Society for Humanistic Judaism Stands Up for Workers’ Rights
Farmington Hills, MI, July 28, 2011— As the right of workers to organize comes under attack, not only in the United States, but worldwide, we recognize that, as Humanistic Jews, we have an obligation to support efforts to preserve workers’ economic security and workplace safety, hard-won through the battles of the past century. In this ongoing struggle for workers’ rights, the Society for Humanistic Judaism has issued a statement that reads in part:
“Therefore be it resolved:
- “That the Society for Humanistic Judaism proclaims its support for the rights of all workers to earn a fair wage and enjoy safe and reasonable working conditions as an expression of their human dignity, and
- “That the Society for Humanistic Judaism proclaims its support of the institution of collective bargaining where necessary to protect the basic rights of workers to earn a fair wage and enjoy safe and reasonable working conditions, and
- “That the Society for Humanistic Judaism urges all governments to protect the rights of workers to earn a fair wage and enjoy safe and reasonable working conditions.” (Full statement may be found online)
The Core Principles of the Society for Humanistic Judaism state that as Humanistic Jews “we seek solutions to human conflicts that respect the freedom, dignity, and self-esteem of every human being.” Jewish tradition supports fair and appropriate treatment for workers, provides for a day of rest, and exhorts all to “not take advantage of the hired worker.” The International Covenant on Civil and Political Rights (ratified by the U. S. A. in 1992 and Canada in 1976) states: “Everyone shall have the right to freedom of association with others, including the right to form and join trade unions for the protection of their interests (article 22).”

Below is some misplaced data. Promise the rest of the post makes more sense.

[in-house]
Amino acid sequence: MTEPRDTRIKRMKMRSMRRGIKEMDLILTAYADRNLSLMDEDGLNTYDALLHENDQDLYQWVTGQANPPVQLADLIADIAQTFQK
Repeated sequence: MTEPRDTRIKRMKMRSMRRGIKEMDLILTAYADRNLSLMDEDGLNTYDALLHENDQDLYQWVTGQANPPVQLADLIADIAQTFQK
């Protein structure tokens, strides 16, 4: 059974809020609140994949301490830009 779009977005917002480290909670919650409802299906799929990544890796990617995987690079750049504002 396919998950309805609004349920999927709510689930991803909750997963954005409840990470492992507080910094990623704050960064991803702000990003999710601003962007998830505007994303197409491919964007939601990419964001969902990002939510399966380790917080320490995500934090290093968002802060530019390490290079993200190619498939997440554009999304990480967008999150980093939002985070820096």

The negation of workers’ ability to preserve safe and just working conditions and fair wages threatens a sound economic structure and future generations. Collective bargaining enables workers to have a meaningful voice in negotiating with their employers to ensure that they receive a fair wage, reasonable working conditions, a safe work environment, and job security. Efforts to deny the rights of workers to collective bargaining curtail workers’ pursuit of economic justice.
“The dignity and equality of all people are threatened by the ongoing attacks on workers’ rights,” said Bonnie Cousens, Executive Director of the Society for Humanistic Judaism. “As Humanistic Jews, we cannot allow the clock to be turned back to a time when the rights of workers to safe working conditions, a fair wage, and job security are nullified. Our tradition supports collective bargaining as a fundamental civil right, one that enforces economic justice and promotes citizens’ abilities to influence their own lives.”
The Society for Humanistic Judaism is the national umbrella organization for Humanistic Jewish congregations in North America. Humanistic Jews value their Jewish identity and the aspects of Jewish culture that offer a genuine expression of their contemporary way of life. Humanistic Jews believe in the human capacity to create a better world rather than in reliance on a supernatural power or an omniscient deity, seeking solutions to human conflicts that respect the dignity, freedom, and self-esteem of every person.
This growing movement provides a community for many unaffiliated Jews who identify as cultural, secular, “just Jewish” and “not very religious.” Forty-nine percent of the United States’ 5.5 million Jews say that their outlook is secular and forty-eight percent do not belong to a synagogue or other Jewish organization, according to the American Jewish Identification Survey undertaken by professional statisticians under the auspices of the Center for Jewish Studies at the City University of New York. The Society helps to organize local congregations and havurot, creates and disseminates celebrational and educational materials, provides national programs, including programs for teens and young adults, and serves the needs of individual members who do not live near an existing Humanistic congregation.
For more information, contact the Society for Humanistic Judaism.